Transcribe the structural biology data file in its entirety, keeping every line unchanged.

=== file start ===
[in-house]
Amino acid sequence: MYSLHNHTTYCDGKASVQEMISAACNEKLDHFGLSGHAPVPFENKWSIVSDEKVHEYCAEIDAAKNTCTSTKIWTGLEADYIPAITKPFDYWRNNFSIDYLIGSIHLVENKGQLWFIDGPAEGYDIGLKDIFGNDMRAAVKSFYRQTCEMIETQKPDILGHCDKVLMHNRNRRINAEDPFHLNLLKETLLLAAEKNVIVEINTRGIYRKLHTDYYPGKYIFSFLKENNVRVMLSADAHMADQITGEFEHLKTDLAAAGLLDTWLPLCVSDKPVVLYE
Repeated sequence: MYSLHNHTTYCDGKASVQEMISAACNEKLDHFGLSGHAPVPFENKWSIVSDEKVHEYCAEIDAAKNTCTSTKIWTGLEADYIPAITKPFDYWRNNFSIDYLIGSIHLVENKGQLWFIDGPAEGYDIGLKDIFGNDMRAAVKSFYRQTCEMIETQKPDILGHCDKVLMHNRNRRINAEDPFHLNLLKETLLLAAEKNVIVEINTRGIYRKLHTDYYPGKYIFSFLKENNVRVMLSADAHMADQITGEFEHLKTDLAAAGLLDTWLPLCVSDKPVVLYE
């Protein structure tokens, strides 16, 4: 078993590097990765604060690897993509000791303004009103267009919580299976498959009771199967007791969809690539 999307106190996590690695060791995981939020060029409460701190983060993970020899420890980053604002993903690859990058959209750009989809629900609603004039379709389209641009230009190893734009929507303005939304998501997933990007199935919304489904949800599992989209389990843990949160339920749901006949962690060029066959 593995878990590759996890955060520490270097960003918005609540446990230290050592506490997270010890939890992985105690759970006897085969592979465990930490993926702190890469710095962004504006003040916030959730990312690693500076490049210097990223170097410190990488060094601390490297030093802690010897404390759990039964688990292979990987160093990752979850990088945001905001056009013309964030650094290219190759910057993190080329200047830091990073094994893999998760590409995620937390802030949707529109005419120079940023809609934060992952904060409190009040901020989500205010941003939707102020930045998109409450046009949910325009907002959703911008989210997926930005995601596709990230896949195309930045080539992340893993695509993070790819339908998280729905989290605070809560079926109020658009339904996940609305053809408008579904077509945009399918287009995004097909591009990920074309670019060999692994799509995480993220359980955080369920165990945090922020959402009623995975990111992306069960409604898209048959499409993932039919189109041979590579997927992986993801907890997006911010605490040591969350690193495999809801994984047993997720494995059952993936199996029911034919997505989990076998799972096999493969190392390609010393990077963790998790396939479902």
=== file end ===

[in-house]
Amino acid sequence: MYSLHNHTTYCDGKASVQEMISAACNEKLDHFGLSGHAPVPFENKWSIVSDEKVHEYCAEIDAAKNTCTSTKIWTGLEADYIPAITKPFDYWRNNFSIDYLIGSIHLVENKGQLWFIDGPAEGYDIGLKDIFGNDMRAAVKSFYRQTCEMIETQKPDILGHCDKVLMHNRNRRINAEDPFHLNLLKETLLLAAEKNVIVEINTRGIYRKLHTDYYPGKYIFSFLKENNVRVMLSADAHMADQITGEFEHLKTDLAAAGLLDTWLPLCVSDKPVVLYE
Repeated sequence: MYSLHNHTTYCDGKASVQEMISAACNEKLDHFGLSGHAPVPFENKWSIVSDEKVHEYCAEIDAAKNTCTSTKIWTGLEADYIPAITKPFDYWRNNFSIDYLIGSIHLVENKGQLWFIDGPAEGYDIGLKDIFGNDMRAAVKSFYRQTCEMIETQKPDILGHCDKVLMHNRNRRINAEDPFHLNLLKETLLLAAEKNVIVEINTRGIYRKLHTDYYPGKYIFSFLKENNVRVMLSADAHMADQITGEFEHLKTDLAAAGLLDTWLPLCVSDKPVVLYE
């Protein structure tokens, strides 16, 4: 078993590097990765604060690897993509000791303004009103267009919580299976498959009771199967007791969809690539 999307106190996590690695060791995981939020060029409460701190983060993970020899420890980053604002993903690859990058959209750009989809629900609603004039379709389209641009230009190893734009929507303005939304998501997933990007199935919304489904949800599992989209389990843990949160339920749901006949962690060029066959 593995878990590759996890955060520490270097960003918005609540446990230290050592506490997270010890939890992985105690759970006897085969592979465990930490993926702190890469710095962004504006003040916030959730990312690693500076490049210097990223170097410190990488060094601390490297030093802690010897404390759990039964688990292979990987160093990752979850990088945001905001056009013309964030650094290219190759910057993190080329200047830091990073094994893999998760590409995620937390802030949707529109005419120079940023809609934060992952904060409190009040901020989500205010941003939707102020930045998109409450046009949910325009907002959703911008989210997926930005995601596709990230896949195309930045080539992340893993695509993070790819339908998280729905989290605070809560079926109020658009339904996940609305053809408008579904077509945009399918287009995004097909591009990920074309670019060999692994799509995480993220359980955080369920165990945090922020959402009623995975990111992306069960409604898209048959499409993932039919189109041979590579997927992986993801907890997006911010605490040591969350690193495999809801994984047993997720494995059952993936199996029911034919997505989990076998799972096999493969190392390609010393990077963790998790396939479902």